Shape Corp Molds NetShape Into Operations

June 5, 2002
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GRAND HAVEN — The latest local entry into the plastics business seeks to leverage its parent company’s expertise in high-strength metal forming to produce a car bumper that can better absorb the energy of an impact.

Shape Corp., a Grand Haven-based tier-one automotive supplier of metal components, formed NetShape LLC four months ago as a new subsidiary.

NetShape will design, engineer and produce energy absorbers for the automotive industry that are made with an advanced thermoplastic called Xenoy developed by GE.

“Working together, Shape Corp. and NetShape will lead the next generation of energy management systems in vehicles throughout the world,” Shape Chief Executive Officer Gary Verplank said, in announcing the firm's creation.

The energy in question is the shock of impact when a vehicle collides with another object to the front or rear.

And according to Tom De Voursney, president and COO, Shape formed the new division in part because of the demands of customers who wanted a product that would enable a vehicle’s air bag system to sense the impact of a crash more quickly and efficiently.

By engineering both the steel and energy-absorbing plastic components of a bumper together, NetShape hopes to accommodate the increasing demands of automakers for suppliers to increase their capabilities.

Both officers say NetShape’s combined engineering to produce energy absorbers will also help maximize use of raw materials and reduce cost and waste, a goal that’s always appealing to automakers.

Combining the engineering of the energy-absorbing plastic and steel beam components of a bumper was a natural progression, De Voursney said.

“You don’t do independent engineering. You take a systems approach,” he said.

NetShape will initially use existing Shape Corp. manufacturing space in Grand Haven and build its own facility within a year, De Voursney said.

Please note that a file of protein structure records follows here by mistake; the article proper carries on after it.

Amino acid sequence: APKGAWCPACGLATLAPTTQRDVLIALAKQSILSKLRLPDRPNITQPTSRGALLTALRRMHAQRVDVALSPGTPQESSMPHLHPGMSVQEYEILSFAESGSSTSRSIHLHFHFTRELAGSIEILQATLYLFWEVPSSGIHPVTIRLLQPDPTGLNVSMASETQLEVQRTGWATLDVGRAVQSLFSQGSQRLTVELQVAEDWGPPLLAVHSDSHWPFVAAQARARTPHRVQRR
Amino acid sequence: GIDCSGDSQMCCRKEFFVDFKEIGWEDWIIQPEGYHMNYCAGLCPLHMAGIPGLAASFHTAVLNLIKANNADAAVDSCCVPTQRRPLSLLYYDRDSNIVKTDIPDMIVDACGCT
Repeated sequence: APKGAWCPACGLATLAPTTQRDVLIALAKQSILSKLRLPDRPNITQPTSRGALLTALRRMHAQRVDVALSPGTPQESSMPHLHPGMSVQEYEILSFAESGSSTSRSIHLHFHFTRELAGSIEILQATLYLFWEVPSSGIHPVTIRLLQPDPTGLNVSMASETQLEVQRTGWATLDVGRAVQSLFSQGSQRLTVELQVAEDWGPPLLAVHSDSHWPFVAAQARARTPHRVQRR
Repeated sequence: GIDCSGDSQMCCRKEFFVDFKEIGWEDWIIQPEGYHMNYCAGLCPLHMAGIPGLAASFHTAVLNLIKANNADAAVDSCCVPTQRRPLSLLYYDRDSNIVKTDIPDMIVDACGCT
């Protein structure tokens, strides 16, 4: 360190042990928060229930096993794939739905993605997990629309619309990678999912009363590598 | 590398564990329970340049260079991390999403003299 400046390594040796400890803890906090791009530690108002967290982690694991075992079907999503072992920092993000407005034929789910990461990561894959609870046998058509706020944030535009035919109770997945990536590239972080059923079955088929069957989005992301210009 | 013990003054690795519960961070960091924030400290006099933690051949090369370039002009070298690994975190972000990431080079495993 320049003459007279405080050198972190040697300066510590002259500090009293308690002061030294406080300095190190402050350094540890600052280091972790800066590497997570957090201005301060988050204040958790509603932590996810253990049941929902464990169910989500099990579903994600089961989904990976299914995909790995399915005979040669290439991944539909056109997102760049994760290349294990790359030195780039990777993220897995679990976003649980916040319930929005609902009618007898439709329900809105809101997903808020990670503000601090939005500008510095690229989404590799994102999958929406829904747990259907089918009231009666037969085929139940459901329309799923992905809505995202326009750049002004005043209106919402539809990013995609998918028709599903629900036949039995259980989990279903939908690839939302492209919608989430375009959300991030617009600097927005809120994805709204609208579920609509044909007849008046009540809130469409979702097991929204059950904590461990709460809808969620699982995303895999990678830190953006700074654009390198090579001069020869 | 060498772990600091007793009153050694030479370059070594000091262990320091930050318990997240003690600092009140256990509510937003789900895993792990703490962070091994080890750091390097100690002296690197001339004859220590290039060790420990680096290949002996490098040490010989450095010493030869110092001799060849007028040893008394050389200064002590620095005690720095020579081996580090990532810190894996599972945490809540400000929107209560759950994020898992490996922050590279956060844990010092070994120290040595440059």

The company anticipates supplying parts to customers for the 2003 model year.

NetShape, which also has a sales office in Farmington Hills, in suburban Detroit, will employ 40 to 50 people within two years, De Voursney said.

NetShape has already signed two major automakers as customers and De Voursney expects additional business in the future.

“It’s been very, very well accepted in the marketplace,” he said.

While initial products will focus on bumper systems, NetShape will expand to produce other systems such as door beams and instrument panels that combine steel and plastic.

Energy-absorbing bumpers have changed radically since their inception in the ‘60s. At first, the rigid steel bumper and its compressible mountings were the absorbers.

Later a lightweight high-absorption aerospace discovery, the fine-mesh steel honeycomb, made its circuitous way into the automotive industry via the bullet-stopping floor of the Huey helicopter.

By the time the honeycomb was adapted to the bumper, it had become a coarser plastic honeycomb that, nonetheless, absorb much of the impact shock that previously was transmitted directly to passengers.

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